Can I Use 2 Bookshelf Speakers as a Center Channel? (Truth!)

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Can I Use 2 bookshelf Speakers as a Center Channel? (Truth!)


Can I Use 2 bookshelf Speakers as a Center Channel?

Someone recently asked me the question can I use 2 bookshelf speakers as a center channel?

This then led me to wonder how many people might have tried to do this.

So I figured I’d answer this very question in detail to hopefully shed some light on whether it’s a good idea to do this.

Let’s find out!

Can I Use 2 bookshelf Speakers as a Center Channel?


It generally isn’t a good idea to use 2 bookshelf speakers as a center channel since audio cancellation can occur from nulls. However using 1 speaker as a center channel is acceptable as 3 identical speakers in a line array can produce a more realistic result when the sound pans from one side to the other.

 

 

The Function Of A Center Channel Speaker


Just to reiterate, a center channel speaker’s function is to reproduce a large portion of the dialogue and sound effects present in the content.

In fact, it can in some cases be tasked with up to 80 percent of the sound mix.

This makes it an extremely important component in a home theater.

The kind of speaker you use as a center channel speaker though will depend on your listening conditions, the quality of that speaker, the type of left & right speakers you’re using with that center, and even the amount of power they have.

These are important things to remember — especially if you’re thinking about using a bookshelf variant as a substitute, since there are various do’s and don’ts to keep in mind.



Using 1 Bookshelf Speaker As a Center Channel Speaker


So is it a good idea to use a single bookshelf speaker as a center channel speaker?

Yes if you don’t have a dedicated center, using a bookshelf speaker of the same model is perfectly acceptable.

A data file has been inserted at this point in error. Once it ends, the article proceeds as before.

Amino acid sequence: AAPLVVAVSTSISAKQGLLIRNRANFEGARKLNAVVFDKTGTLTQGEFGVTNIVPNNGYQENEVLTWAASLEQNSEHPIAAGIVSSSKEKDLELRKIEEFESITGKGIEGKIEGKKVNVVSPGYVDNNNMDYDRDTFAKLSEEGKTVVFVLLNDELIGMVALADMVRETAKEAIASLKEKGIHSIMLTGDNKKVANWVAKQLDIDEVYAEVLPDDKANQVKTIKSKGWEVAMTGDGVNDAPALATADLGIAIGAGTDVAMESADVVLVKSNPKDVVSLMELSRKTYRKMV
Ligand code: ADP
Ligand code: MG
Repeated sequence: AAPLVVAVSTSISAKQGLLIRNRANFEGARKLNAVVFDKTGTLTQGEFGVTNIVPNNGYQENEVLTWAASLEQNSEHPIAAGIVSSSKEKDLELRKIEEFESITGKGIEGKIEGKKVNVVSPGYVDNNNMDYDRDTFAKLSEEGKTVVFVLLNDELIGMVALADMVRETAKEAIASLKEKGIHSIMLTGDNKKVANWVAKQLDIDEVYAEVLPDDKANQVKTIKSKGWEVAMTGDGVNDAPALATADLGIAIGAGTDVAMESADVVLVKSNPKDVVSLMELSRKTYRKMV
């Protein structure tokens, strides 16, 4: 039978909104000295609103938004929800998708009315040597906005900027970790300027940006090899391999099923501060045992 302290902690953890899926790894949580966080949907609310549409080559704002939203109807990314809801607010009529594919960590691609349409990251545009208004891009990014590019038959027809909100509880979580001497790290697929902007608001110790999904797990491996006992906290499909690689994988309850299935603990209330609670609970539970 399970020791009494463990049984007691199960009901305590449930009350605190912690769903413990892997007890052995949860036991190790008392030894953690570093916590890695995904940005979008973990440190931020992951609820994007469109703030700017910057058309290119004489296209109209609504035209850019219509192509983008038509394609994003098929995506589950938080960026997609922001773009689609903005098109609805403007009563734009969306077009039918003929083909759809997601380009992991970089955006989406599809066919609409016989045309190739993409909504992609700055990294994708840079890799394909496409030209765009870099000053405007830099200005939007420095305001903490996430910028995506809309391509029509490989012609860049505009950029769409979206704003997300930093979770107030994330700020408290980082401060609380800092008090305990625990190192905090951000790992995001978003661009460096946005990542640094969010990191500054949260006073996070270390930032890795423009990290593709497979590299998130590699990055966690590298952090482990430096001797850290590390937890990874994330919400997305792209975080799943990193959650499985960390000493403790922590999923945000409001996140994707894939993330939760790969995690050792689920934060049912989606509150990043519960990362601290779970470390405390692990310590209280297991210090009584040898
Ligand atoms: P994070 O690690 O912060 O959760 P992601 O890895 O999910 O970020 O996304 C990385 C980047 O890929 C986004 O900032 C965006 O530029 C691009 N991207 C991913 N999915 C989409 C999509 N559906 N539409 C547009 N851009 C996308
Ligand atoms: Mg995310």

In fact some audio professionals and even Dolby Labs use this configuration for their audio.

The biggest between the two is that traditional center speakers will have  two mid drivers and a tweeter, whereas a bookshelf speaker will typically have one.

This can have implications as far as the reproduction of certain frequency ranges, but even that’s dependent on the exact equipment you have.

If you do use one in this manner, it’s highly recommended that it tonally matches the other 2 front speakers to maintain a cohesive soundstage.

This integration is known as timbre matching, and it’s particularly important that the speakers are of a similar make and model to uphold audio quality otherwise the sense of immersion falls apart when sounds pan from left to right.

The only reason bookshelf speakers aren’t used as often is because the horizontal orientation of center channel speakers better accommodate for limitations when accounting for space in a home theater.

It’s not practical a lot of the time because a vertically placed speaker would likely block the screen; so people simply opt for the alternative.

But surprisingly, using 3 of the same speaker for the front stage can actually work better in some cases — even offering better uniformity.

That’s not definitive though, as there’s so many factors that can influence this either way.

Ultimately you’ll have to listen for yourself to see how it sounds in your particular environment.



Where To place The Bookshelf Speaker If You Use it For The Center Channel?


However if you do try this, you don’t want to place the bookshelf speaker in the middle of this configuration on its side because not only is it not designed for that, it can also cause issues with crossover process between the woofer and the tweeter.

You want place the speaker right side up and as even with the L&R speakers as possible without blocking the screen.

More specifically, the reason why center channel speakers can be placed sideways while bookshelf speakers can’t has to do with their very design.

When you place a speaker sideways that only has 1 driver and 1 tweeter, the sound dispersion gets shifted causing peaks and dips in volume, problems with the crossover, etc.

This basically causes problems with the left-right soundstage.

You can technically aim the tweeter at the listener in the sweet spot (the ideal listening area) to help mitigate this, but the problem is any listeners off axis would then experience lesser audio quality as a result.